Nøtterøy kommune

Coat of arms

Vestfold within

Nøtterøy within Vestfold
Coordinates: 59°12′4″N 10°24′28″E / 59.20111°N 10.40778°E / 59.20111; 10.40778Coordinates: 59°12′4″N 10°24′28″E / 59.20111°N 10.40778°E / 59.20111; 10.40778
Country Norway
County Vestfold
Administrative centre Borgheim
  Mayor (2007) Roar Jonstang (H)
  Total 61 km2 (24 sq mi)
  Land 60 km2 (20 sq mi)
Area rank 415 in Norway
Population (2009)
  Total 20,600
  Rank 44 in Norway
  Density 343/km2 (890/sq mi)
  Change (10 years) 8.6 %
Demonym(s) Nøttlending[1]
Time zone CET (UTC+1)
  Summer (DST) CEST (UTC+2)
ISO 3166 code NO-0722
Official language form Bokmål
Website www.notteroy.kommune.no
Data from Statistics Norway

Nøtterøy is a municipality in Vestfold county, Norway. The administrative centre of the municipality is the village of Borgheim. The parish of Nøtterø was established as a municipality on 1 January 1838 (see formannskapsdistrikt). Two islands were later transferred from the municipality of Stokke to Nøtterøy: Håøya (in 1901) and Veierland (in 1964). [2]

The whole municipality is made up of a small island group south of Tønsberg municipality, including the islands of Nøtterøy, Føynland, Veierland, and about 175 smaller islands. Nøtterøy includes the villages of Borgheim, Glomstein, Teie, and Torød. As 2010, 16,418 of the municipality lived within the town of Tønsberg, an urban area shared between the two municipalities.[3]

General information

Nøtterøy church

Nøtterøy Church

Nøtterøy Church (Nøtterøy kirke) is the main church in Nøtterøy parish. The church was originally built ca. 1100. It was constructed of the granite in Romanesque architecture style. The church was extended eastward in 1839 and 1883. In the midst of the church hangs a huge chandelier, which was bestowed as gift in 1868. It has approximately 600 seats and two galleries. Nøtterøy rectory is located west of church.[4]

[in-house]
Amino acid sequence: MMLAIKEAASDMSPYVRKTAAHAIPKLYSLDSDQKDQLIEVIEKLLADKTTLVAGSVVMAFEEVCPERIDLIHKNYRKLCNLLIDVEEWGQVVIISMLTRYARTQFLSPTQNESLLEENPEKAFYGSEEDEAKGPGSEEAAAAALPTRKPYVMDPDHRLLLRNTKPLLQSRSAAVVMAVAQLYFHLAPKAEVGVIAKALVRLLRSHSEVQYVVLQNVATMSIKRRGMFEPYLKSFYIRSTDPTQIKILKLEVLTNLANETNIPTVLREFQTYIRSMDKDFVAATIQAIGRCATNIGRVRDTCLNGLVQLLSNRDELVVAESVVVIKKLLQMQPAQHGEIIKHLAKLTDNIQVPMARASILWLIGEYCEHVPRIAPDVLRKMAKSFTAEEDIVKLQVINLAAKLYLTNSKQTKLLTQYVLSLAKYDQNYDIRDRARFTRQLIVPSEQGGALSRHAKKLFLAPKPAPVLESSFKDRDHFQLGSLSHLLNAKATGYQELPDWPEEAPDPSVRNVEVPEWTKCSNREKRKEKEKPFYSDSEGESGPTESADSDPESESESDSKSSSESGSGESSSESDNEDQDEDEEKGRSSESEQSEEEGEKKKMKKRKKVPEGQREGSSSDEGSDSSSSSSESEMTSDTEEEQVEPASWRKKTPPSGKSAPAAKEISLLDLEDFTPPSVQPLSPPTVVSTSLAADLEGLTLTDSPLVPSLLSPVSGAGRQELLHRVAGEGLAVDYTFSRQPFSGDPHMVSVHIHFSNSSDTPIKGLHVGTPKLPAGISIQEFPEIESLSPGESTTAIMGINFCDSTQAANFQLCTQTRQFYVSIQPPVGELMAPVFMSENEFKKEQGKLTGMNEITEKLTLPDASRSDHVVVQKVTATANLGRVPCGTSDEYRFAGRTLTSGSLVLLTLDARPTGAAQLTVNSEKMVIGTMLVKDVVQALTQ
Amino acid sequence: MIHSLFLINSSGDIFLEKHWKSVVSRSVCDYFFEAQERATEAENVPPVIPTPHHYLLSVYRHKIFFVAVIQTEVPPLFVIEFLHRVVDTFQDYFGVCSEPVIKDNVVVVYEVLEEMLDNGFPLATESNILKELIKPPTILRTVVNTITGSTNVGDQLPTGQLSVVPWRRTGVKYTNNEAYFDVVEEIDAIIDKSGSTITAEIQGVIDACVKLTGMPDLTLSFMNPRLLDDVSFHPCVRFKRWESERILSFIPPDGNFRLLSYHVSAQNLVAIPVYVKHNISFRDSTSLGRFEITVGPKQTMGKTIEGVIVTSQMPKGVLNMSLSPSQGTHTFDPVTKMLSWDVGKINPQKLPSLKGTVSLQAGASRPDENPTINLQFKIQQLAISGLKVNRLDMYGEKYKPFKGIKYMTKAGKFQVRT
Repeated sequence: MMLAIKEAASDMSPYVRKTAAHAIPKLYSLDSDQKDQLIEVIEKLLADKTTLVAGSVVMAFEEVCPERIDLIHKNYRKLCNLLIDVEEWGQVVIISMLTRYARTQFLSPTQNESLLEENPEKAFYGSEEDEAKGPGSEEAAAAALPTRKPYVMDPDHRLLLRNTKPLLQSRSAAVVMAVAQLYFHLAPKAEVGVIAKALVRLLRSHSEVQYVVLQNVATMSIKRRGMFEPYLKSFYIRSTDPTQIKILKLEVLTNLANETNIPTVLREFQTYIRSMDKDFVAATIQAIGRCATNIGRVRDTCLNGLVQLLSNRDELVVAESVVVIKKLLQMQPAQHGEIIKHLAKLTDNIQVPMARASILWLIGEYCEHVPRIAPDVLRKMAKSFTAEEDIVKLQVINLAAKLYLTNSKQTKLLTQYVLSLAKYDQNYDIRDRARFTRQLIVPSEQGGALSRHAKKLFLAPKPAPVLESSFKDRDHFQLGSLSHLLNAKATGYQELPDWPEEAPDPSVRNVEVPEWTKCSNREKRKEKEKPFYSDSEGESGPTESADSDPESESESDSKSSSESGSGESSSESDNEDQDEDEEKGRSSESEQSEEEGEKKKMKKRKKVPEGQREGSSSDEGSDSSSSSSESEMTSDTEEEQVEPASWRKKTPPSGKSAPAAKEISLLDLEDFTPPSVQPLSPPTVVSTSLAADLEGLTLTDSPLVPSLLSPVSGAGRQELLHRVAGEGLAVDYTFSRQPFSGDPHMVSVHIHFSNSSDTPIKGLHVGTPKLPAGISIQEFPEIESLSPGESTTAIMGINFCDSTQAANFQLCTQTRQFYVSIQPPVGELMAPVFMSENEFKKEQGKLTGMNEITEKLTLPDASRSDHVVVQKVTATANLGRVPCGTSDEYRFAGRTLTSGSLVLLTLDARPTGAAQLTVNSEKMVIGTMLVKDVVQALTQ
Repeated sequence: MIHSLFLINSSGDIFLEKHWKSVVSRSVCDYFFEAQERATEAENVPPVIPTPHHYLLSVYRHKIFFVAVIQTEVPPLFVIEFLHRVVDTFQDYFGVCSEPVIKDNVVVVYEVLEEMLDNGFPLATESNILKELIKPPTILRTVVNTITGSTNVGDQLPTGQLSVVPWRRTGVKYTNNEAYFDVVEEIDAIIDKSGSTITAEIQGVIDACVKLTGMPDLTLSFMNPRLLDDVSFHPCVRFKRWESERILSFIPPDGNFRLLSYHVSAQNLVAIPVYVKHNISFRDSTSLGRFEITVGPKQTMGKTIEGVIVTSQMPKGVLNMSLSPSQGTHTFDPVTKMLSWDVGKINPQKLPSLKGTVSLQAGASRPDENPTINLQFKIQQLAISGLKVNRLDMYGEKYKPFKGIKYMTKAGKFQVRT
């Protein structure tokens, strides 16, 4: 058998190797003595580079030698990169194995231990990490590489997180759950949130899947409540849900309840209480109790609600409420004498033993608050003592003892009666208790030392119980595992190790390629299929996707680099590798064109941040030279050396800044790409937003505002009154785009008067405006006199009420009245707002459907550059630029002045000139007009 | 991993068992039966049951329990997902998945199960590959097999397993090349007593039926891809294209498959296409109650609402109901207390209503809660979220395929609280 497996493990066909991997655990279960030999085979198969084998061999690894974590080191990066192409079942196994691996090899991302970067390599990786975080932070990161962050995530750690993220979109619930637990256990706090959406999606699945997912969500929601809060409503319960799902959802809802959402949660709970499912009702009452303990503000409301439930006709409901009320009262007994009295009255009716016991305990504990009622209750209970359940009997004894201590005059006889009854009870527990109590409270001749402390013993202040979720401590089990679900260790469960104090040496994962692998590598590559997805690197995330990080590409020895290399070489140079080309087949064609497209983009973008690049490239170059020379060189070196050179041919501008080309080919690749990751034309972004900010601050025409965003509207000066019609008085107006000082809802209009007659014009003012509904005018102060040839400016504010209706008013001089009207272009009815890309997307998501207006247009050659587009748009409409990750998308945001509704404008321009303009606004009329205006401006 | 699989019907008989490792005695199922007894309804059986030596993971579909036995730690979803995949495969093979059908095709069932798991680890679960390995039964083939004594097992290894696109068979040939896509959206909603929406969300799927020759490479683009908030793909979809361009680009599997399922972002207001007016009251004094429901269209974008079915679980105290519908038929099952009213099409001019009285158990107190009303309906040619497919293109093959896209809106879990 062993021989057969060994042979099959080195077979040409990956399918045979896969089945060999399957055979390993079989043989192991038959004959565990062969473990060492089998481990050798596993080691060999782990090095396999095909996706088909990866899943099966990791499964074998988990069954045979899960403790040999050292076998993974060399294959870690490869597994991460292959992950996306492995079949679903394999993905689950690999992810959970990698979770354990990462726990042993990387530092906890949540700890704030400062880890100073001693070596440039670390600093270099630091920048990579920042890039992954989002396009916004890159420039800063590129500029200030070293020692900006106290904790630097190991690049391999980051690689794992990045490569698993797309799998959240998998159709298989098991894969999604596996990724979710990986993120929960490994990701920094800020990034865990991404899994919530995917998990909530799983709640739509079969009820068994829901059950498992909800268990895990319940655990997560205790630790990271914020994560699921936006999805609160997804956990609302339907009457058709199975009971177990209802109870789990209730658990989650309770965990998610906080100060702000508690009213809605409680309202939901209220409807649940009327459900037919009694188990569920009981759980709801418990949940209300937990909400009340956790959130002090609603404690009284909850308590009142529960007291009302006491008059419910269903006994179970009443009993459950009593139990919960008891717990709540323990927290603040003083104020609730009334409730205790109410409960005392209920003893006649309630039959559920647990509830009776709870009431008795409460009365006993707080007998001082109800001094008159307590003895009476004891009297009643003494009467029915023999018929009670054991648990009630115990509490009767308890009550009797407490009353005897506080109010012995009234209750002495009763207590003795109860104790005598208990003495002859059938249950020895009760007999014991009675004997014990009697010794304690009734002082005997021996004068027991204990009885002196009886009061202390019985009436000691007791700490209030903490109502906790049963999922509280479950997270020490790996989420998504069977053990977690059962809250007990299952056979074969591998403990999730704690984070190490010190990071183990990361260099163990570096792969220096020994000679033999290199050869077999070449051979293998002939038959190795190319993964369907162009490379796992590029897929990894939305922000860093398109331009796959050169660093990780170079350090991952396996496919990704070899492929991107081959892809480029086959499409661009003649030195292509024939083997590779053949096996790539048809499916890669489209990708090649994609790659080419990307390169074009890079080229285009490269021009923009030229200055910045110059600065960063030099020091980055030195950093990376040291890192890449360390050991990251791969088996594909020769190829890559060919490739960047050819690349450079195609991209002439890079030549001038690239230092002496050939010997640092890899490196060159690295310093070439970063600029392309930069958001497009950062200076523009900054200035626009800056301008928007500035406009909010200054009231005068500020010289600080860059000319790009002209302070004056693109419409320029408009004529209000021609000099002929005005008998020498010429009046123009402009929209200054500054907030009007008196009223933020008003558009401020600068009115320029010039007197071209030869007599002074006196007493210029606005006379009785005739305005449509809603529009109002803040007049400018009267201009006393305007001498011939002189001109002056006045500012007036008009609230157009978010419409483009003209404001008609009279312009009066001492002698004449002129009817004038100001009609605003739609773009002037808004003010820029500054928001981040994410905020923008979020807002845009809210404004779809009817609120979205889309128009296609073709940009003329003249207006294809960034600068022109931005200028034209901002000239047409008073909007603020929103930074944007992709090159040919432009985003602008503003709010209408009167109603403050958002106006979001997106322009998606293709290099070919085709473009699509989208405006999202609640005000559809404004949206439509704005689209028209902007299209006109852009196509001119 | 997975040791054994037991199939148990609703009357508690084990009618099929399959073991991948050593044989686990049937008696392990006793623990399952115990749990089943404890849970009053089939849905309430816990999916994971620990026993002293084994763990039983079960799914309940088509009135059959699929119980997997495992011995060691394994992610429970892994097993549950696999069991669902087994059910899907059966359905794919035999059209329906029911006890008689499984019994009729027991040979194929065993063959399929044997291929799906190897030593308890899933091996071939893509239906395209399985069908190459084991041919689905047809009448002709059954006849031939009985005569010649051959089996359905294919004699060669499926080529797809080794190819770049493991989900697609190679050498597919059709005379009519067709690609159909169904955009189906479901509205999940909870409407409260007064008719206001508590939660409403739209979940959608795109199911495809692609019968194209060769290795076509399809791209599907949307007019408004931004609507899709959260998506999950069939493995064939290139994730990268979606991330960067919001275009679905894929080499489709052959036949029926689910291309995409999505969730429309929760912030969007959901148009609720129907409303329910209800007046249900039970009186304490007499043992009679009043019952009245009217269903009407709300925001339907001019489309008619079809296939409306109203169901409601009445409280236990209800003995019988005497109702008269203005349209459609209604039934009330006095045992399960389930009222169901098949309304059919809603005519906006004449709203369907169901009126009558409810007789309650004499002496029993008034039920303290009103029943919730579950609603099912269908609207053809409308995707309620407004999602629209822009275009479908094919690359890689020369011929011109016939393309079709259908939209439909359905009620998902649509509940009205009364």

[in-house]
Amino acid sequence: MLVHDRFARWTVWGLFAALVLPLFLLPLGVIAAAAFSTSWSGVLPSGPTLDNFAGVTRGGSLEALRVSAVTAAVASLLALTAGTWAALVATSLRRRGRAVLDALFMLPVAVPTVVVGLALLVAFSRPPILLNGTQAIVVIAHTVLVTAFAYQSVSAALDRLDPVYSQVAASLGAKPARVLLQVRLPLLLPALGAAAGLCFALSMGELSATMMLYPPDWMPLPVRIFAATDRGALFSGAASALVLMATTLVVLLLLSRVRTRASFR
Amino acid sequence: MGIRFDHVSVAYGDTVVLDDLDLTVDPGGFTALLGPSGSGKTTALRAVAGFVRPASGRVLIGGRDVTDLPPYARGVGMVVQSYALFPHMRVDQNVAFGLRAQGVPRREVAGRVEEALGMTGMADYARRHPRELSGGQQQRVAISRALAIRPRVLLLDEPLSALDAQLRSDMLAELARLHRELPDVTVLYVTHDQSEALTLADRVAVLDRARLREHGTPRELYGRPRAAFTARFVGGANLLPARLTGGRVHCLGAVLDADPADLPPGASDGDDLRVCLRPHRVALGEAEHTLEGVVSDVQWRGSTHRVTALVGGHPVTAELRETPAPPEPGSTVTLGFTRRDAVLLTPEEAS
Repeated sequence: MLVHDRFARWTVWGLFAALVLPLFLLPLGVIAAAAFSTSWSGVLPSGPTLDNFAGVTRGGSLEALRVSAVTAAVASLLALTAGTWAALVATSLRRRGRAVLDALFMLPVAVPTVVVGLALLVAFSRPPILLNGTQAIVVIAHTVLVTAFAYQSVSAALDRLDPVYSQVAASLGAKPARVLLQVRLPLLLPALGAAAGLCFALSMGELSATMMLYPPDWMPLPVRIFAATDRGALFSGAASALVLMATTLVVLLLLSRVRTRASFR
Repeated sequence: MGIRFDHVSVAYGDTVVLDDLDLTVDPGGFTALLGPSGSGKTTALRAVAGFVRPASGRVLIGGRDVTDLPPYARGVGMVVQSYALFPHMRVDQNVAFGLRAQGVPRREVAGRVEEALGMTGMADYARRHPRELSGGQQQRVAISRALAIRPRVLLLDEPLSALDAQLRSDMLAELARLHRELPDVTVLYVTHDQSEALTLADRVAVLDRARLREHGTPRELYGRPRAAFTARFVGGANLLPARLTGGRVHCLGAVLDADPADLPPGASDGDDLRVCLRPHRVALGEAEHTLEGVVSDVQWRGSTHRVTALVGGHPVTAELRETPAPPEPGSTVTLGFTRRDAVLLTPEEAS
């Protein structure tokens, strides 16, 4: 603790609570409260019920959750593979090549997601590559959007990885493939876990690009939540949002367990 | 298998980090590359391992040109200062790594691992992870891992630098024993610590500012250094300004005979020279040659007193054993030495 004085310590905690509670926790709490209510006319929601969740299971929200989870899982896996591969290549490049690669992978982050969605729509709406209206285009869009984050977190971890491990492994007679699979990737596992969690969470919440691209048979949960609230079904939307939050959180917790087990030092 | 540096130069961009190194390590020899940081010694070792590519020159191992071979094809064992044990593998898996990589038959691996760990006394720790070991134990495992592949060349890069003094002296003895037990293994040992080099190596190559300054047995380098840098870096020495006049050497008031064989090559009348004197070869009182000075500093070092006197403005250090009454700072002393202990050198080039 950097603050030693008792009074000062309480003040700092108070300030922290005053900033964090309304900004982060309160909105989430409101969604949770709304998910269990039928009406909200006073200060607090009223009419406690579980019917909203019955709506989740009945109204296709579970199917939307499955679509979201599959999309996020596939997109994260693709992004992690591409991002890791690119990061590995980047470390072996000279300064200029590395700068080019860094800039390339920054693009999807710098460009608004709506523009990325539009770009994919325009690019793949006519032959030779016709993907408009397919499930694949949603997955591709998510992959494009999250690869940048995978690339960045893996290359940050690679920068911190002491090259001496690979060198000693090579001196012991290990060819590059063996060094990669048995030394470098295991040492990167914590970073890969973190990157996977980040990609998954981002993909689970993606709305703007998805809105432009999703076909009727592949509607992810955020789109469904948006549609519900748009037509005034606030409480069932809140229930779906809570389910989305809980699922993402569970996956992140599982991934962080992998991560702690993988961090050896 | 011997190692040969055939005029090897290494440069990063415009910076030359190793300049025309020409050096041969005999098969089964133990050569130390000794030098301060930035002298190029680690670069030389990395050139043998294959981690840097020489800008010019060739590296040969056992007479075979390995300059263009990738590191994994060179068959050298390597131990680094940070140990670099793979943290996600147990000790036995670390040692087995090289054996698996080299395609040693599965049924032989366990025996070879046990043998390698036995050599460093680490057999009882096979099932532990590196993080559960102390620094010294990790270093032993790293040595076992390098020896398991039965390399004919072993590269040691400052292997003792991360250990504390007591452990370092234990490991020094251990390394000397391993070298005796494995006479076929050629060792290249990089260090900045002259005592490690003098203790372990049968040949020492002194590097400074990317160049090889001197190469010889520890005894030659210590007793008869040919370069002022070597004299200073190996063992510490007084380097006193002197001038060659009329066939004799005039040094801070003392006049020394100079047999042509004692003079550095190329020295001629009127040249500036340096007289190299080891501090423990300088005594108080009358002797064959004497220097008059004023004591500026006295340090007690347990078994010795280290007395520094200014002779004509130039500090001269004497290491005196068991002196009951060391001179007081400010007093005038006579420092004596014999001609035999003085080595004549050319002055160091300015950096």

The Old Norse form of the name was Njótarvin (Njotarin) from Njót and vin. The name of the island "Njót" and "vin" meaning pastures or farm.[5] The name is probably derived from the verb njóta which means to "enjoy" or "benefit from". Prior to 1918, the name was spelled "Nøtterø".[6][7]


The coat-of-arms is from modern times. They were granted on 24 October 1986. The arms show a silver anchor on a blue background. It is an appropriate symbol for the municipality which consists of islands and is dependent on fishing and sailing. The anchor was already used in the 17th century as a local symbol.[8]

See also: Coats-of-arms of Lillesand and Narvik

Notable residents


  1. "Navn på steder og personer: Innbyggjarnamn" (in Norwegian). Språkrådet. Retrieved 2015-12-01.
  2. Sten Lundbo. "Nøtterøy". Store norske leksikon. Retrieved October 1, 2016.
  3. "Tettsteder. Folkemengde og areal, etter kommune. 1.januar 2011." (in Norwegian). Statistics Norway. Retrieved 4 February 2012.
  4. "Nøtterøy kirke". Den Norske Kirke. Retrieved October 1, 2016.
  5. Nøtterø En Bygdebok (1922)
  6. Rygh, Oluf (1907). Norske gaardnavne: Jarlsberg og Larviks amt (in Norwegian) (6 ed.). Kristiania, Norge: W. C. Fabritius & sønners bogtrikkeri. p. 233.
  7. Nøtterø En Bygdebok (1922)
  8. Norske Kommunevåpen (1990). "Nye kommunevåbener i Norden". Retrieved 2009-01-13.
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